“Domoto had a long and productive career in architecture and landscape design. He designed several homes at the famous Frank Lloyd Wright Usonia homes development at Pleasantville, NY. He designed landscapes for residential and commercial projects, mainly in Westchester County but also in surrounding northeastern states. He became noted for his use of huge stones and rocks in his well-known Japanese-American gardens at the New York World’s Fair Japanese Exhibit, in Berkeley, California, Jackson Park, Chicago, and Columbus, Ohio.

“His career produced more than 700 projects, and Domoto received many awards for his work, including the Frederick Law Olmsted Award for his Jackson Park design. He donated many hours to local and national civic associations throughout his career.

“His wife, Sally, died in 1978, and his second wife, Sylvia Schur, survives him [at the time this was written in 2003]. He leaves 4 children, 6 grandchildren and 1 great granddaughter, 2 sisters, and a number of nieces and nephews.”

The Golden Gate International Exposition on Treasure Island celebrated the opening of the San Francisco-Oakland Bay (Bay Bridge) Bridge in 1936, as well as the opening of the Golden Gate Bridge in 1937.

Domoto also published a book on bonsai. His brother Toichi Domoto remained in California with the nursery business and is featured in oral histories in the UC-Berkeley collection on the growth of the California landscape industry.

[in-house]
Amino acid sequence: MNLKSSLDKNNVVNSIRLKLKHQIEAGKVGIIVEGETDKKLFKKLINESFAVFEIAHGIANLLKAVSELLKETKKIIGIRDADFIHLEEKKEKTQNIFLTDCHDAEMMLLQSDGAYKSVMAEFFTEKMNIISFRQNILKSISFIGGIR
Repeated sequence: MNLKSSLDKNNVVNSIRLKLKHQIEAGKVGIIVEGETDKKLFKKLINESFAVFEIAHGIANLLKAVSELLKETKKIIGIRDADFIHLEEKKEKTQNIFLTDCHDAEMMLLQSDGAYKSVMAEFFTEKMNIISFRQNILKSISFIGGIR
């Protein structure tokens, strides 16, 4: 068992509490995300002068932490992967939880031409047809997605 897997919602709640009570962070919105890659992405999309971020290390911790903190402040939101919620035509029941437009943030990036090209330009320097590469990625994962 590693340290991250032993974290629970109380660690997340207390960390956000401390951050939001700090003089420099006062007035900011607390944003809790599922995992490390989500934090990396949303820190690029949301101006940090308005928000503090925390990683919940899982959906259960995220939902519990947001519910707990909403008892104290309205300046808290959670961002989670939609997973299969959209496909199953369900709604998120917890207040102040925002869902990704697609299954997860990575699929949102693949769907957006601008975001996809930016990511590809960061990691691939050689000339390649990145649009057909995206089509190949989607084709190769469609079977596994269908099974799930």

The area of the Japanese pond in the botanic garden on campus is known as Strawberry Creek. According to director Paul Licht, the area was a dairy before becoming a pond.

(photo by Bill F. Eger)

(photo by Bill F. Eger)

Work on the Japanese garden began in November 1941. Immediately after Pearl Harbor, the stones and lantern were moved to a warehouse for safekeeping and the garden was not completed until after the war ended.

Elaine Sedlack shows the gate

Elaine Sedlack shows the donated gate at the UC-Berkeley pathway to the Japanese pond. Sedlack laid the pathway stones that go through the gate built by Paul Biscoe. Retaining wall stone masonry was by Shigeru Namba.

Curator Elaine Sedlack has gardened since 1969 and has been with the Asian collection since 1984. She is active in international plant societies including maples and rhododendrons. Sedlack noted that a flood in 1965 brought a lot of mud down the slope and that the lantern was damaged at that time.